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Nearly 75 percent of the Hurricane Irma damaged or destroyed boats removed from Florida waters have come from the Keys, the U.S. Coast Guard says.
As of last week, 2,069 “displaced” vessels had been removed from Florida waters. Of those, 1,500 came from the Florida Keys.
Hurricane Irma slammed the Keys as a Category 4 on Sept. 10. It crushed the Lower Keys and much of Marathon, as well as some areas of the Upper Keys.
“We are making significant progress along the east coast of Florida and the Keys thanks to our partnerships and the tremendous help of vessel owners taking initiative,” said Jay Marvin, Florida Fish and Wildlife Conservation Commission incident commander for what is called ESF-10 Florida. “We couldn’t be as successful as we have been were it not for vessel owners assisting with the removal process, contributing to our efforts. Our success is their success.”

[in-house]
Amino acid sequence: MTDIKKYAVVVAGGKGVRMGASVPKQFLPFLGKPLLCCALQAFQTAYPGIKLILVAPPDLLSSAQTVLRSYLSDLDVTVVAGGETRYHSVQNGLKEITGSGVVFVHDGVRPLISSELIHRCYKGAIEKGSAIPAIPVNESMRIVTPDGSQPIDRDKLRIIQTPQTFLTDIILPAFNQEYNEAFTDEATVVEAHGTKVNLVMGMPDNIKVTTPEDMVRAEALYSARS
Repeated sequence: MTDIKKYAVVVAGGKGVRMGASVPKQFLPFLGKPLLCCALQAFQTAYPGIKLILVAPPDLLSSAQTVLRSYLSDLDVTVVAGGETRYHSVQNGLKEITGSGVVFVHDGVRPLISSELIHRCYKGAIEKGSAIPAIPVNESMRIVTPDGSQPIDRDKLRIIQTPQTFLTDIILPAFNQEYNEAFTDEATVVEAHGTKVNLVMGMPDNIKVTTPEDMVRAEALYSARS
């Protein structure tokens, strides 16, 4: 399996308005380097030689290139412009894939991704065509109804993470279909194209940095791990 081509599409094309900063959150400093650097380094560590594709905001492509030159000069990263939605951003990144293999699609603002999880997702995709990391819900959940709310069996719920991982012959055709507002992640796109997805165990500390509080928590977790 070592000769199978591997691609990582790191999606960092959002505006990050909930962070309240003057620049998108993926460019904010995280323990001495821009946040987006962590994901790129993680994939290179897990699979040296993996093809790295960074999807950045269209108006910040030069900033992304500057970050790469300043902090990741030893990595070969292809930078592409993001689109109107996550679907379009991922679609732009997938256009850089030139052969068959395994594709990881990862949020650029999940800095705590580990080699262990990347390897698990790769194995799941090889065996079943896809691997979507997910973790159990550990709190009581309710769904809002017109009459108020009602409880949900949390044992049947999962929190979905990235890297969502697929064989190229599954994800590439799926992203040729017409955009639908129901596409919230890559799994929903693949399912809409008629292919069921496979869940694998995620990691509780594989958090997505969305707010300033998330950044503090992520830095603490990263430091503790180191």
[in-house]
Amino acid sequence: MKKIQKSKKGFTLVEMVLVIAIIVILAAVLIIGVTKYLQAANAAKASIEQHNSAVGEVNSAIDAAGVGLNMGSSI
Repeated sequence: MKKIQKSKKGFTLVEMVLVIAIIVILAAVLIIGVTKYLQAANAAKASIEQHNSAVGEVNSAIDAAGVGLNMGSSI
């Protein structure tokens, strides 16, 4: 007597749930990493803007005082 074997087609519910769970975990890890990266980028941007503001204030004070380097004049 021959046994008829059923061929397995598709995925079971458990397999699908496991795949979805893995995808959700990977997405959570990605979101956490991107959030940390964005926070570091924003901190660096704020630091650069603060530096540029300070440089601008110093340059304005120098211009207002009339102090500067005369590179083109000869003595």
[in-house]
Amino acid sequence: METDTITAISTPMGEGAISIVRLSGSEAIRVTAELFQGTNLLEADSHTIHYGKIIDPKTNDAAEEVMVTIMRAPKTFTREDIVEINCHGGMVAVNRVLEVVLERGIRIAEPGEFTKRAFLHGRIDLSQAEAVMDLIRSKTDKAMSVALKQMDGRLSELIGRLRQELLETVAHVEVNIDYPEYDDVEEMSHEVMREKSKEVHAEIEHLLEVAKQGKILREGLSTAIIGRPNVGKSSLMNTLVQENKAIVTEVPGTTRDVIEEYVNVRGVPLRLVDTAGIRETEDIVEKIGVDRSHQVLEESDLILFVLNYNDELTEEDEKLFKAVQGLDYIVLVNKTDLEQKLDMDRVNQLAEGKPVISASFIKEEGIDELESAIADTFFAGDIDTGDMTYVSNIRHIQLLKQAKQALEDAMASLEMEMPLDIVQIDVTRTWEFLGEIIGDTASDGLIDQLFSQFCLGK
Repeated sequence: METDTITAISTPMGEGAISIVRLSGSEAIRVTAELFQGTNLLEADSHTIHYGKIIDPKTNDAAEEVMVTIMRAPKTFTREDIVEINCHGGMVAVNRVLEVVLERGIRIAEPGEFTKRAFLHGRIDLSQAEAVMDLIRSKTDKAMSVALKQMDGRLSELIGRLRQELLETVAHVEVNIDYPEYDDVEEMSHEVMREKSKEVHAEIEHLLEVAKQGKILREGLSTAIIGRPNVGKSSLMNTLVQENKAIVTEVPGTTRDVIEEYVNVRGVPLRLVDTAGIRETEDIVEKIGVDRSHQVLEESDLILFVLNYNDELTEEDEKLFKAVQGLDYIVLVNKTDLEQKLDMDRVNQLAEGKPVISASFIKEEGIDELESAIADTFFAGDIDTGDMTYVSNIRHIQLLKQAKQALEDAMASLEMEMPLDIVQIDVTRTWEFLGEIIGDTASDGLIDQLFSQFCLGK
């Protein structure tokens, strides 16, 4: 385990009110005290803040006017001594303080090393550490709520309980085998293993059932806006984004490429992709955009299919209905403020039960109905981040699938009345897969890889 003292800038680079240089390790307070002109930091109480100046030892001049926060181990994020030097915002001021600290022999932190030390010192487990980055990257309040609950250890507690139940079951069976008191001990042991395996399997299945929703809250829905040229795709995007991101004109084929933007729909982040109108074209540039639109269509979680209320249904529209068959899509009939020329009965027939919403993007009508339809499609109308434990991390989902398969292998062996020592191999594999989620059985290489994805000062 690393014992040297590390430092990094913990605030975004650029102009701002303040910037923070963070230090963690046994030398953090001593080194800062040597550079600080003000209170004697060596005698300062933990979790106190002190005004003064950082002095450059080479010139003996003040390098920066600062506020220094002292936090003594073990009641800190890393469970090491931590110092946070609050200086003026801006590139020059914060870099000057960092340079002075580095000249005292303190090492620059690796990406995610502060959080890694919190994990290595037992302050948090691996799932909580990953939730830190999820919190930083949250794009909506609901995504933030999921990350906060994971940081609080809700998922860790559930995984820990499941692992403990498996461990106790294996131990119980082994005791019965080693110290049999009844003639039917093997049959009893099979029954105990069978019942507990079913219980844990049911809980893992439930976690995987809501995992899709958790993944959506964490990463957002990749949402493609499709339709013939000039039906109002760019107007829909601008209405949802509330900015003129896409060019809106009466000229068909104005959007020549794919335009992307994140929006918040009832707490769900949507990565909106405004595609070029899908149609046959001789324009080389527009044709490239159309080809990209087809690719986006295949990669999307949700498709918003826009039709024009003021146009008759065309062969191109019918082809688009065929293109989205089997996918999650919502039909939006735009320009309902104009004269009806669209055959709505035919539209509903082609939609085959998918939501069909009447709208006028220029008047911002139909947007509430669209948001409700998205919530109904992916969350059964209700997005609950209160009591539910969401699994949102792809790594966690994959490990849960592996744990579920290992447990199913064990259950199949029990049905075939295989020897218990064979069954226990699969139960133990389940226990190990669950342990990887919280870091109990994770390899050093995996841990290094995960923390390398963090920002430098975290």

ESF-10 is officially called Emergency Support Function 10 Florida. It is composed of the FWC, Coast Guard and the U.S. Environmental Protection Agency. About 160 people from those agencies are removing the boats. They are prioritizing the vessels based on potential negative environmental impacts.
Boat owners are encouraged to hire a salvage company to recover their vessels. For guidelines and best practices, go to http://myfwc.com/boating/vessel-hotline/removal.
Owners of displaced boats who lack the resources to have their boat repaired, or if their vessel is determined to be beyond repair, can release ownership through a waiver provided by the FWC. The waiver process can be initiated by contacting the FWC at 305-985-3744 and requesting to turn over a displaced vessel. An FWC representative will then contact the owner to explain the waiver process and facilitate the potential turnover of ownership.